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Michael Jefferson Bulger
Confederate Field Officer


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47th Alabama Infantry Regiment Lieutenant Colonel, Colonel


Brigadier-General Michael J. Bulger was born in Columbia, S.C., February 13, 1806. He went to Montgomery, Ala., in 1823, and made that city his home for many years. While living there he was elected major of Alabama militia. In 1834 he was in the Creek nation and was elected colonel. In 1838 he moved to Tallapoosa county. Soon afterward he was elected brigadier-general, and held that position until 1861. In 1836 he was a delegate to a State convention, to nominate a candidate for vice-president, to run on the same ticket with Andrew Jackson. He was also a delegate to all Democratic State conventions from 1836 to 1861. In 1851 he was nominated by the Democrats to run against the secessionists and was elected. In 1855 he was nominated to the legislature but declined, and being again nominated unanimously he declined the position, but in 1857 he accepted the nomination and was elected. He was a delegate to the Charleston convention of 1860, and was a candidate for elector on the Douglas ticket. After the election of Lincoln he was an independent candidate against secession. As a member of the Alabama convention he voted against secession, and refused to sign the ordinance, which had been printed on parchment; but when it became necessary to raise an army to maintain the position taken by his State he accompanied and assisted Governor Shorter in organizing the cavalry. In the winter, when recruiting became a drag, he raised and organized a company, and went into camp at Loachapoka. With his assistance a regiment was raised. When it was organized he failed to be made colonel and went into service as a captain in the Forty-seventh infantry. After much campaigning it happened that, at the battle of Cedar Run, Captain Bulger was in command of the regiment, and during an attack on the flank he was wounded in the.arm, but he bound his arm tightly, laid it in his bosom, and continued to command his regiment. A little later he was shot in the leg and an artery severed, but the indomitable soldier stopped the bleeding by placing a corncob on each side which he bound with a suspender, given him by one of the soldiers, and then persisted in the fight until, about to faint from loss of blood he was compelled to desist. The casualties on the ground occupied by the Forty-seventh Alabama were General Winder killed, General Taliaferro wounded, Captain Menefee killed, Captains Bulger, Mcintosh and Campbell severely wounded. The privates killed, wounded and missing number 114. Captain Bulger was borne to the residence of Mr. Tinsley, where he was tenderly cared for. It appeared to the surgeons to be necessary to amputate his leg, but by stout and heroic objections he saved himself this mutilation. He returned to his home, on account of this wound, and while confined there on his bed was elected to the State senate to fill a vacancy. He served in that capacity through the session of 1862-63. After his recovery he returned to his regiment, with promotion to lieutenant-colonel. At the battle of Gettysburg he was in General Law's brigade in the charge on Little Round Top, and while commanding the regiment was shot through the chest with a minie ball, which lodged under the right shoulder-blade, where it has ever since remained. He was left on the field and reported dead, but was given good care by the Federals during his stay at Gettysburg; later he was removed to Baltimore, and thence sent to Johnson's island, where he spent the winter. The following spring he was exchanged, and returning to his command was commissioned colonel. It being necessary for him to have a surgical operation performed, he was sent home, and while still confined to his bed he was again elected to the State senate, where he served through the session and then returned to his command. His wound having not entirely healed, he was granted leave of absence, and while in Richmond at the office of General Withers, assistant secretary of war, that gentleman handed him a commission as brigadier-general. Colonel Bulger asked him to keep it until his return to the army, but before he could get home the Confederate armies were surrendered. After the war he remained at his home until 1880, when, in response to an earnest appeal of the people, he served again in the legislature. After rendering that service he gave his entire attention to his farm until 1895. At that date he retired from farming and made his home with his daughter at Jackson's Gap, Ala. Venerable, dignified, and crowned with many honors, he enjoys, in serene old age, the esteem of his people.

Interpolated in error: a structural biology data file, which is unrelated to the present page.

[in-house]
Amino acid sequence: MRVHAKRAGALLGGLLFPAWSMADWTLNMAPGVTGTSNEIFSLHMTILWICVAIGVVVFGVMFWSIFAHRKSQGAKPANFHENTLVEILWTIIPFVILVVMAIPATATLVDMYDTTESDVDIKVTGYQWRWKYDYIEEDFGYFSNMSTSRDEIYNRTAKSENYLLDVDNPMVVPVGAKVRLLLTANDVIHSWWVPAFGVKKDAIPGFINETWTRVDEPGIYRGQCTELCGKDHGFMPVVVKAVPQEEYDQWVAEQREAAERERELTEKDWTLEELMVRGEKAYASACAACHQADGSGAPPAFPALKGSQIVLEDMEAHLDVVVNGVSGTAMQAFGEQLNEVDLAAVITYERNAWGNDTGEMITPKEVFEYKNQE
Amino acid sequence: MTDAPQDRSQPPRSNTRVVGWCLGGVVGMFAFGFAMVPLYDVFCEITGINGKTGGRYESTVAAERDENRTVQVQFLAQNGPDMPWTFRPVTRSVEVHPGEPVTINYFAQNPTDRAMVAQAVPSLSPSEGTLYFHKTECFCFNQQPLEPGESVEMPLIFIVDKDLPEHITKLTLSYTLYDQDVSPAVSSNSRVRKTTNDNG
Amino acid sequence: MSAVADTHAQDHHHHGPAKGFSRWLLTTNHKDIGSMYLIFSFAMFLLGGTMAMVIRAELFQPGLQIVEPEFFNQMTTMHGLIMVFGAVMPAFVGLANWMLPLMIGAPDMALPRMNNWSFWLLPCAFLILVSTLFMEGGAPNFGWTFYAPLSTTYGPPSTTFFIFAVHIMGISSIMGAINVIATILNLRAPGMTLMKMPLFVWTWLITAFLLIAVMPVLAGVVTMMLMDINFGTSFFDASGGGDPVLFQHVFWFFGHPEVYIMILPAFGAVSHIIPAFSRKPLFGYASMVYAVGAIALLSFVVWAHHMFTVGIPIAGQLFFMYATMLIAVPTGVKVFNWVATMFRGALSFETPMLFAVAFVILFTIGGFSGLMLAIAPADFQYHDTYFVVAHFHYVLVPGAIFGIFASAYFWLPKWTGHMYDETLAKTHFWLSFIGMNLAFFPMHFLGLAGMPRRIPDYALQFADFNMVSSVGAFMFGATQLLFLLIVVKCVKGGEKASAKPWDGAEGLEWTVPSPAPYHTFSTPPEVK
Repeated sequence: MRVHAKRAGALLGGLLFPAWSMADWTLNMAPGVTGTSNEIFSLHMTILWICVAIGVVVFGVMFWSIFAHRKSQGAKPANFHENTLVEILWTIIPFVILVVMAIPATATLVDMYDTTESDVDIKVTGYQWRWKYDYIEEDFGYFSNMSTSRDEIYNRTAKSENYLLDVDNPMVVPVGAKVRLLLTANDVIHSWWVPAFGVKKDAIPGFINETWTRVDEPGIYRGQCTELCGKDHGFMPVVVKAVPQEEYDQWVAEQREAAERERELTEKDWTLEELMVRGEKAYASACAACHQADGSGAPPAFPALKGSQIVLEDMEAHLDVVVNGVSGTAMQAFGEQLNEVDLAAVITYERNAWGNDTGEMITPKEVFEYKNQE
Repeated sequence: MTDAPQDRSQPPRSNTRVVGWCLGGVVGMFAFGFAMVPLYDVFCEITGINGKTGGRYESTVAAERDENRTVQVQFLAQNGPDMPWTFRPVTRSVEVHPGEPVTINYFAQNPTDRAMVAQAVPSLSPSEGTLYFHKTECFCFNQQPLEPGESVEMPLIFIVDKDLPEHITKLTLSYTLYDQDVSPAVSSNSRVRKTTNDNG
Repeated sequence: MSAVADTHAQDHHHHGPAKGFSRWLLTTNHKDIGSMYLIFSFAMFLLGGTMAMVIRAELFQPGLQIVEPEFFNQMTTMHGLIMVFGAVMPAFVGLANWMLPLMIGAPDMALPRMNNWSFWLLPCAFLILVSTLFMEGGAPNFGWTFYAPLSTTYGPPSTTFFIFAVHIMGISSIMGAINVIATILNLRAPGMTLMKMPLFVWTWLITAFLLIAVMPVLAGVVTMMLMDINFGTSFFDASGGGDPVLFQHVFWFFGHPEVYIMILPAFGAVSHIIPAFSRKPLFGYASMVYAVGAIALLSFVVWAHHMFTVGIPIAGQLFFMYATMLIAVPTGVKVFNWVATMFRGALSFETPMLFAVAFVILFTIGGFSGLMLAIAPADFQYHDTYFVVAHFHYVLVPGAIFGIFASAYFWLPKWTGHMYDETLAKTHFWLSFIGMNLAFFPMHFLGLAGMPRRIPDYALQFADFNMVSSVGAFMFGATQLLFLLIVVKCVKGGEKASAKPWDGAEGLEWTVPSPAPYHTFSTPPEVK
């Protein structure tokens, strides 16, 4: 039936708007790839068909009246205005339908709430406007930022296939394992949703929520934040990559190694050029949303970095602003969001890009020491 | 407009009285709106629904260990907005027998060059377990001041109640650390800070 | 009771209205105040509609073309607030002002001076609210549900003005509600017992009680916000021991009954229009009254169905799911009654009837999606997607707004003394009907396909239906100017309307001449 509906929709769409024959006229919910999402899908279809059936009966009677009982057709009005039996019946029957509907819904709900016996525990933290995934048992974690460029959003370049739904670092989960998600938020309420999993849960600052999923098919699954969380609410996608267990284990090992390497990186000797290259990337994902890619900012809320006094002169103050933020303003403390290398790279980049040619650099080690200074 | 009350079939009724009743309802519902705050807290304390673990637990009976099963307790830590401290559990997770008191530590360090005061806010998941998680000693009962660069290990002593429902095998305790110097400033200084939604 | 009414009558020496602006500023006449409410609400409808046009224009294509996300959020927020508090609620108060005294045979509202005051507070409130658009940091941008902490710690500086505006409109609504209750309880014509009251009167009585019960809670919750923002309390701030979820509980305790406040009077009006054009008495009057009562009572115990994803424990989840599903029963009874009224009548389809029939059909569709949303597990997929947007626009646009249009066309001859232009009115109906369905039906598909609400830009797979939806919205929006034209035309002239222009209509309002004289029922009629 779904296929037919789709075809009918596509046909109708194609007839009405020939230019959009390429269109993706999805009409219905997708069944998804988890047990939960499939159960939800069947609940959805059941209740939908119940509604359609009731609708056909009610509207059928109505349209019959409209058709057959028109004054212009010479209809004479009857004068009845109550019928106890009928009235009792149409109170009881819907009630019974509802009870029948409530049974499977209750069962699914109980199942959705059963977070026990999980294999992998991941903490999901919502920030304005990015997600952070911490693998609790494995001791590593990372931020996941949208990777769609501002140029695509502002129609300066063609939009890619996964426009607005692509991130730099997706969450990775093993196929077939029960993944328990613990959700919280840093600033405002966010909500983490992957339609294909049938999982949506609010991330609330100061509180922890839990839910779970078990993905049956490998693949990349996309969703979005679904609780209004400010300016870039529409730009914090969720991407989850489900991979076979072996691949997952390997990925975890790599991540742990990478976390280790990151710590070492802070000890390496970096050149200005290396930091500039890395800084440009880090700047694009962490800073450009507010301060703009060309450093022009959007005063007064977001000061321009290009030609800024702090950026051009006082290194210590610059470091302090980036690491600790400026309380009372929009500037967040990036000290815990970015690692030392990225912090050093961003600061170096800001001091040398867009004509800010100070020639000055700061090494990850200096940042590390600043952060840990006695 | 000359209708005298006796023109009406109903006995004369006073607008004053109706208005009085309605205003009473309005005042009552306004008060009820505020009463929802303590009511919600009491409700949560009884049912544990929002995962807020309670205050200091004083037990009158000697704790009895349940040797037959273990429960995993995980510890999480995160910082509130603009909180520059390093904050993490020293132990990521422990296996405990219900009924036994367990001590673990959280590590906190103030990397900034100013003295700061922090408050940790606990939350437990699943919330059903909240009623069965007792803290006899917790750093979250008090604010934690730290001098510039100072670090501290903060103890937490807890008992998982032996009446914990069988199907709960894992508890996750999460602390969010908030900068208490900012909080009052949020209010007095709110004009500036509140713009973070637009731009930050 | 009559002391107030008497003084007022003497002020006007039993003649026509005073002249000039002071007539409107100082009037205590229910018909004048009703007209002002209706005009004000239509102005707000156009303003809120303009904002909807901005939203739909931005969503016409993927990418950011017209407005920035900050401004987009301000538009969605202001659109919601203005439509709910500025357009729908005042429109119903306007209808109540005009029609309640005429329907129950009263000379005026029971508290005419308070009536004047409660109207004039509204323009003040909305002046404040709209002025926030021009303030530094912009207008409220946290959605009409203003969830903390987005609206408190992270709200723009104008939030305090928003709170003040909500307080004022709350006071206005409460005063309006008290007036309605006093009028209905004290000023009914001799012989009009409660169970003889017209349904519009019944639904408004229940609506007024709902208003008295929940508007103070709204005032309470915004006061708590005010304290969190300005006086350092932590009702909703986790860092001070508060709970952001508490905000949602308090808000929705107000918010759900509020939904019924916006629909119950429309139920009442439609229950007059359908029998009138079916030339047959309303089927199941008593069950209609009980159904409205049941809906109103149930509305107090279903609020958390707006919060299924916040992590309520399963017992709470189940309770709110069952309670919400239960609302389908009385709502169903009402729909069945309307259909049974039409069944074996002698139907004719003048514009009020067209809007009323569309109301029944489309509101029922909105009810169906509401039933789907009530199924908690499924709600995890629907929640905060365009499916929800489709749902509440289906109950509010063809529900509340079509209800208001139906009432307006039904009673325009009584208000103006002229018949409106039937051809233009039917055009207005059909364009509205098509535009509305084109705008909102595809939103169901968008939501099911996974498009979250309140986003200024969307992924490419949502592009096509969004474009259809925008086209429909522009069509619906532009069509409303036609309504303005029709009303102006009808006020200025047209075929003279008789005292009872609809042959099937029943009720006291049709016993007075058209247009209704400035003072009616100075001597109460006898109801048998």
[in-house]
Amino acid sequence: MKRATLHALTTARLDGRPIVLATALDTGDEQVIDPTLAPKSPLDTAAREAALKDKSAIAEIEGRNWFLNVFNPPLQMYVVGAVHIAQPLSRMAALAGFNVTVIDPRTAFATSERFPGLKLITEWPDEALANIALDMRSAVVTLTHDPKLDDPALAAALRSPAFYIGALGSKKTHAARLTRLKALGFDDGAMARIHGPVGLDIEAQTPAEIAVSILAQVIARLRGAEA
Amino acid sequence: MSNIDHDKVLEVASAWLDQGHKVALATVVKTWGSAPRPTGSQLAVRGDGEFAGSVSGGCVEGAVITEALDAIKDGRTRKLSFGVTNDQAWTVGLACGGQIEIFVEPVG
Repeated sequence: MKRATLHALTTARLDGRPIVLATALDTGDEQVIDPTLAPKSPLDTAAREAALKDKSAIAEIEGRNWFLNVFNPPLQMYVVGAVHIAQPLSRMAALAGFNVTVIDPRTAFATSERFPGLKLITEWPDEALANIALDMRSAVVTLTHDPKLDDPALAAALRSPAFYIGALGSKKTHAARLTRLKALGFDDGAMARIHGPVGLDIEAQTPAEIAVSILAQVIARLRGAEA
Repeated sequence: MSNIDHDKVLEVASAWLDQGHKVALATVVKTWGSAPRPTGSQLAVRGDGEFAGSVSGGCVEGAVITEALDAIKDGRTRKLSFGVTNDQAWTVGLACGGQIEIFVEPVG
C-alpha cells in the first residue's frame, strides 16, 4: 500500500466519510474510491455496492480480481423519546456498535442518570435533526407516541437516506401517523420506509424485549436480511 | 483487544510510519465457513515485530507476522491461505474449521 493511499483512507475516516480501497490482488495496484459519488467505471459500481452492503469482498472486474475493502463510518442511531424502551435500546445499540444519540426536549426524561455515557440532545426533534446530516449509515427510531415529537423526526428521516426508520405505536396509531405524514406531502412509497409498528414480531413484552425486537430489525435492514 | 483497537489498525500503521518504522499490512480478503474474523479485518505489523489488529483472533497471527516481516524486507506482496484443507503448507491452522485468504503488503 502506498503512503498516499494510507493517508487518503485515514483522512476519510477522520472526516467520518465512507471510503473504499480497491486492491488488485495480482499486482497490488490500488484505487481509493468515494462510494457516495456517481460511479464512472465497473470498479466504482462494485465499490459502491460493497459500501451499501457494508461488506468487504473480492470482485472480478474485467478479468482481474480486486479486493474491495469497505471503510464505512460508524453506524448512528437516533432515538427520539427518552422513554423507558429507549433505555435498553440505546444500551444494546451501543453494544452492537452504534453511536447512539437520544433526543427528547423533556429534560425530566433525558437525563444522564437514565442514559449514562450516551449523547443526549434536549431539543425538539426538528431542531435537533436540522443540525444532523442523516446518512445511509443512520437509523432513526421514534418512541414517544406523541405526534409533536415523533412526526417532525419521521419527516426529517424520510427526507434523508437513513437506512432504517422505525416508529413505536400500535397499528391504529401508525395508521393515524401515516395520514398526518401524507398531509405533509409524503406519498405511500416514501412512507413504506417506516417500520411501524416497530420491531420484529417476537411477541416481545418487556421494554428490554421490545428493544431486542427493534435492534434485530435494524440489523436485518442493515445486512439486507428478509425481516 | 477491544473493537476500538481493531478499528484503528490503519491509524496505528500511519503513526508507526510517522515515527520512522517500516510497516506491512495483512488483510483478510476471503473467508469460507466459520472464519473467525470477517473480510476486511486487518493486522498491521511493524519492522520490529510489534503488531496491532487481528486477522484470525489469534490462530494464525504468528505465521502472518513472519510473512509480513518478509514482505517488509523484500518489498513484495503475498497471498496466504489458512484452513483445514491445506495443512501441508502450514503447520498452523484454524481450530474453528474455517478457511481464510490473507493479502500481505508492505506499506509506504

Confederate Military History
Side Confederate
State Alabama
Born February 13, 1806
Richland District, South Carolina
Died December 14, 1900
Dadeville, Alabama
Buried Dadeville City Cemetery
Dadeville, Alabama

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